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Everything posted by RoyG

  1. Update: After speaking to a lot of people, and getting continuously more confused this is what I've done: I got a used Studbaker '62 bell housing from Dave Thibeault. It is set up for a GM bolt pattern. I then went to the local expert (and dealer) of Tremec transmissions (Mike Forte- Parts Connection) who had a bunch of the new Tremec TKX transmissions on order (both Ford and GM based). These are five speeds that are rated for 600 foot pounds of torque. OK, that might be over kill, but I only want to put one transmission in the car! The GM based tranny bolted up to the bellhousing, but the pilot shaft is about an inch too short. Neither one fit the guide hole in the bellhousing. We decided that the best option was to go with the ford based model and drill additional holes to mate to the bell housing. Mike had a jig from this from back in the day when Tremec only made transmissions for Fords.... he drilled the holes for me using that jig. Mike also has aluminum spacer rings that can be used to help with the nose flange line up to the bellhousing. Of course the rings weren't the right size. I'm having a local machine shop turn the outside of the spacer ring down to fit the bellhousing. Then I'm having the nose flange of the transmission turned down to mate with the inside diameter of the spacer ring. I'll also have a couple set screw holes drilled and tapped so I can make sure the spacer ring stays on the transmission when I slide it all together. Dave will get the right clutch and throw-out bearing to ride on the pilot shaft. The standard Avanti clutch linkage will work. Right now the new TKX transmissions are only available with rear mounted shifters, but mid mounts will be available soon. That's all I know for now.
  2. Best of luck with your new project. I'm a couple months into mine (a lot rougher than yours!) and enjoying most of the process. About the hog troughs from down south: Just because an Avanti spent its life away from salted roads and a lot of moisture doesn't mean you are in the clear. There are weep holes that let water escape from various points (like the cowl vent) and lead the water down into the hog troughs where (in theory) it could easily escape. In the dry dusty southern regions, where they get a lot of wind blown dust, this dust can get washed down into the hog troughs where it collects and then holds moisture. That constant moisture can easily rust the hog troughs out from the inside. When you get the car up on a lift first check for visible signs of rust, and then hammer test (lightly) the bottom of the troughs for weak spots. My right side troughs was "toast" but the left side looked solid. I figured "what the hell" and decided to rip them both out and replace them. The left side was badly rusted and needed replacing almost as badly as the right side, even though it wasn't "rust through" except in two very small spots. The job is a real "PAIN" but I feel much better knowing I'm working now from a solid base.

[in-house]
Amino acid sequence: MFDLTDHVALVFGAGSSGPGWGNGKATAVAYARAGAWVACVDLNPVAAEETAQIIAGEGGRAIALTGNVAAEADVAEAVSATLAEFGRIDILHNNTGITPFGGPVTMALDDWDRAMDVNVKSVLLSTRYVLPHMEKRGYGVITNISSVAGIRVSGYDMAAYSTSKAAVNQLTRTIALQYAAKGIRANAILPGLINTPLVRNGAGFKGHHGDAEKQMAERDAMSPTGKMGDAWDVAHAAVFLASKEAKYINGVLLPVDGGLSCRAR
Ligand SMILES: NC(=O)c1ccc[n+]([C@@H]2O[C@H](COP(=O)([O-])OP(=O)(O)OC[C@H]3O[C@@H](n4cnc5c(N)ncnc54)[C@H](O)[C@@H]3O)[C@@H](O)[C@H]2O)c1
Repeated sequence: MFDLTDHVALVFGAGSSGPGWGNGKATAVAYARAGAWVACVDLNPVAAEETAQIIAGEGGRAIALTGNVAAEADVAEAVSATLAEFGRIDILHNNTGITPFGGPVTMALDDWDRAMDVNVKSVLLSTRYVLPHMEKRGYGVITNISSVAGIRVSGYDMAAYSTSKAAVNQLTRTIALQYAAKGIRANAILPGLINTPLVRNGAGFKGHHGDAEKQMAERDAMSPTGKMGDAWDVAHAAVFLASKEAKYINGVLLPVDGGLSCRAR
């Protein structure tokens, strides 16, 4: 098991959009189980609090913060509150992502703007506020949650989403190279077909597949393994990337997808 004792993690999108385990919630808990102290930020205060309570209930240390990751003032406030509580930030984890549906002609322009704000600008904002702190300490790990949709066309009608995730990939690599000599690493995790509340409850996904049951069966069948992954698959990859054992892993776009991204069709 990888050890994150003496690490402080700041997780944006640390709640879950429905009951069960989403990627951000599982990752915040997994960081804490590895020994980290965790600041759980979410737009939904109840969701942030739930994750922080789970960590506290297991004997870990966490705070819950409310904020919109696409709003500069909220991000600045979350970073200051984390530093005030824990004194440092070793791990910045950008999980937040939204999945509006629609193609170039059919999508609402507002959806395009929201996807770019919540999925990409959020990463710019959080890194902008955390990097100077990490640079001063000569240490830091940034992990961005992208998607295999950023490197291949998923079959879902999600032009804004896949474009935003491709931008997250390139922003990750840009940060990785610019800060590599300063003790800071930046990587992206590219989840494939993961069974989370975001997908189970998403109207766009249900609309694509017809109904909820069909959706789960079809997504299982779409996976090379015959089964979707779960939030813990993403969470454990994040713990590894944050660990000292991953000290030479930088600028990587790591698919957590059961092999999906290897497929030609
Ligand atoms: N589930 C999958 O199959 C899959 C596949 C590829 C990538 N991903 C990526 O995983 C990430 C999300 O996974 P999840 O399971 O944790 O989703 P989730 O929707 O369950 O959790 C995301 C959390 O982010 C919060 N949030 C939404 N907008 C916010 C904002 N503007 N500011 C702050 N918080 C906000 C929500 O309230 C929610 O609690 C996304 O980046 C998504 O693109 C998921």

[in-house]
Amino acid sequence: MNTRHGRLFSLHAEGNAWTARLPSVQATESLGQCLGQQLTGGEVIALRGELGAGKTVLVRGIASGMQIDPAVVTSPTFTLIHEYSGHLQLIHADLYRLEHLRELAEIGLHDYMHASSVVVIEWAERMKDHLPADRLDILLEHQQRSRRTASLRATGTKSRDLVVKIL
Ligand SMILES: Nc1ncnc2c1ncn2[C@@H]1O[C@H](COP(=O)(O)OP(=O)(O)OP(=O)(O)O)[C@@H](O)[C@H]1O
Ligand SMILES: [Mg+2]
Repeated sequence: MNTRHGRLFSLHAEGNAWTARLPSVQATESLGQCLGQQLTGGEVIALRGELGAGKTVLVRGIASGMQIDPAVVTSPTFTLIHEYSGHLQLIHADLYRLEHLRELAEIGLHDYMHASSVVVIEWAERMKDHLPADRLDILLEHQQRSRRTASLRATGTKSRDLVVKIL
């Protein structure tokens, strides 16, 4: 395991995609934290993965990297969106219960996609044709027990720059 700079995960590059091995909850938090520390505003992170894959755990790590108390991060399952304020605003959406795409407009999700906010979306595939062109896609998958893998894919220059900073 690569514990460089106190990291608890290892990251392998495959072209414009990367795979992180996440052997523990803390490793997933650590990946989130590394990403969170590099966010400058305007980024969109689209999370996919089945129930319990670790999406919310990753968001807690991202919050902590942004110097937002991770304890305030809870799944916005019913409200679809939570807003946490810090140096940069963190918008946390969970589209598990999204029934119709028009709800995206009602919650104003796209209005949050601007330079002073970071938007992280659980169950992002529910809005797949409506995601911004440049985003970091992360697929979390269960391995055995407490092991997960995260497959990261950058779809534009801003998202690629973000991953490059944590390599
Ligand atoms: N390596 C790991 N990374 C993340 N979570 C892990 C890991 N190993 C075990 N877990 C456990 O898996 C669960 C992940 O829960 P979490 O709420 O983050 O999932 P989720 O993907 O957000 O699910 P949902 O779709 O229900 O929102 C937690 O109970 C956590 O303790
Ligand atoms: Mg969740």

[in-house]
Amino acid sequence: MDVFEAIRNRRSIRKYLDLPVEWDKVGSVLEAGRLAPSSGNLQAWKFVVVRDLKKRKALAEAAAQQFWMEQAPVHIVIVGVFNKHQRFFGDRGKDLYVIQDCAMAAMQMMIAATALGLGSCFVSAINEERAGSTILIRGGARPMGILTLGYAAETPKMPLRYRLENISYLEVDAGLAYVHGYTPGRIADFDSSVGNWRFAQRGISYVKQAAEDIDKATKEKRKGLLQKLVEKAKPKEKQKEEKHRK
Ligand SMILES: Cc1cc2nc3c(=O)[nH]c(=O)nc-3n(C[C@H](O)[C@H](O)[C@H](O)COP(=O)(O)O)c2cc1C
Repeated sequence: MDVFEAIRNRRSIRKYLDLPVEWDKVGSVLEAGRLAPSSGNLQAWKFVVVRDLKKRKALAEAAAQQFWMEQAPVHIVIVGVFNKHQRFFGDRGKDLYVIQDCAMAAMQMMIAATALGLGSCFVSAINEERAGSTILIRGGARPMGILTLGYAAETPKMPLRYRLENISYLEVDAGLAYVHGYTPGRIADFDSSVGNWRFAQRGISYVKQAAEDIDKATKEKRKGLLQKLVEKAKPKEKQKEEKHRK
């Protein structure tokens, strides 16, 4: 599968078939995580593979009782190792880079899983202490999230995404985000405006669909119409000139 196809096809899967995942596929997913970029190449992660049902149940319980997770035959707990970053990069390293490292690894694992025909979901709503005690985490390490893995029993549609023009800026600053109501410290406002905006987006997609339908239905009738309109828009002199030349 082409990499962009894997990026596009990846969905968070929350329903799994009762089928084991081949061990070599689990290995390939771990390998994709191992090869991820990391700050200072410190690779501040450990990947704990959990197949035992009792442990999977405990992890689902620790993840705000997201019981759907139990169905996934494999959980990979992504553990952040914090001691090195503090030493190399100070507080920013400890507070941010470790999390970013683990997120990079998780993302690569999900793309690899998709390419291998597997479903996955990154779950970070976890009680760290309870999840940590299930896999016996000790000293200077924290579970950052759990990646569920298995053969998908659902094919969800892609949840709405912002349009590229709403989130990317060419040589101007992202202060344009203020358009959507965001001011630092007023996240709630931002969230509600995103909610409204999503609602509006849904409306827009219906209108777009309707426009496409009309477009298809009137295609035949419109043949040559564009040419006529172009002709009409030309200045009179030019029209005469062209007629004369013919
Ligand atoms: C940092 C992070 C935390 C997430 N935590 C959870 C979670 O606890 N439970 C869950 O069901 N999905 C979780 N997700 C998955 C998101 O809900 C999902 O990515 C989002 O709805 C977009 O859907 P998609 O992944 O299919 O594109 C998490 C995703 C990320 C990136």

3. I'm new here so I have a ton of questions and will need people to be patient with me.. thanks in advance. I got 63R-2158 home a few weeks ago, up on blocks, and started pulling off the unusable parts (almost everything!). The body has some damage, and a few areas where previous repairs were very poorly done (and will be cut out and redone). I have almost all the new body panels (Thanks to Dan Booth) and the body work will start in earnest very soon. The hog troughs were "toast" but will be done along with the body work. The engine came with a non Avanti '64 Studebaker 289 engine mated to an automatic transmission. I don't know yet if the transmission came with the car or the engine, but I don't care as I want to convert it to either a 5 or 6 speed standard (my thinking being that I want a standard with a high ration rear end so the extra high gear will help with highway driving. Looking for suggestions on which tranny to go with. The car was "born" with a single track 3.31 rear and I'm on the hunt for a TT unit now with 4.11 gears. Being in New England shipping costs are a concern so my focus right now is closer to home. Looking for suggestions on gear rations and potential suppliers. I've ordered the Turner front brake kit and dual master cylinder, but am leaning toward keeping the drum brakes in the rear (rebuilt of course, with all new lines). I have to either rebuild the stock 289 engine or find an Avanti engine (to rebuild)... and my goal is to end up with an R-3 clone (or as close as I can). As far as suggestions (engine wise) they are endless... block to use, what pistons/rods, which cam grind, what heads, machine work, intake manifold and carburation, and of course blower. Wheel and tire suggestions, I'm leaning toward wider wheels and tires all around, with even wider in the rear than the front (with perhaps a stock wheel/tire combo as an emergency spare). To answer a few obvious questions: I know this will not be a cheap car to build! I want something I can drive to Studebaker and Avanti events (long distance dependability important) as well as local show and shine events. I fell in love with the Avanti in '62 when my dad (a Studebaker dealer) took me to the airport in New York for the Avanti "unveiling". I was 15 years old so couldn't drive the two Avantis we sold later that year from the dealership on the road, but always wanted one..... I should have gotten it done 30-40 years ago, but this is the best I can do now.
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